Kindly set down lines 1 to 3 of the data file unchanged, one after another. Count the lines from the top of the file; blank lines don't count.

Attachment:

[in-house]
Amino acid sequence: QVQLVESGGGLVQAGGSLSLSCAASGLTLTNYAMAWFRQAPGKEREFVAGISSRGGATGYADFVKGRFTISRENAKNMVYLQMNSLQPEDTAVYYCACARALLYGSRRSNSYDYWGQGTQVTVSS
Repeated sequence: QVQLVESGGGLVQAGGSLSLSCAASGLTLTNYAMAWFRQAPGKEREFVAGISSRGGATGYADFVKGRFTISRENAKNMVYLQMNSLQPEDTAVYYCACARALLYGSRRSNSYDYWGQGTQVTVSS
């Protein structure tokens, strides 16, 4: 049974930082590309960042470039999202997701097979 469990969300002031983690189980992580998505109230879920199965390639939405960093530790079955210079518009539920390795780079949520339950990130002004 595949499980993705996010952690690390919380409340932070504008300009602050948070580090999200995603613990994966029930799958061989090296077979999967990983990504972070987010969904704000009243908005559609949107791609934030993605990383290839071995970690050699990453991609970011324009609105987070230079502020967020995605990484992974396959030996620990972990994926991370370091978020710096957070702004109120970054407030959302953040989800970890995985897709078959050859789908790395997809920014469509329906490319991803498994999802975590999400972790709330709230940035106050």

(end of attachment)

[in-house]
Amino acid sequence: QVQLVESGGGLVQAGGSLSLSCAASGLTLTNYAMAWFRQAPGKEREFVAGISSRGGATGYADFVKGRFTISRENAKNMVYLQMNSLQPEDTAVYYCACARALLYGSRRSNSYDYWGQGTQVTVSS
Repeated sequence: QVQLVESGGGLVQAGGSLSLSCAASGLTLTNYAMAWFRQAPGKEREFVAGISSRGGATGYADFVKGRFTISRENAKNMVYLQMNSLQPEDTAVYYCACARALLYGSRRSNSYDYWGQGTQVTVSS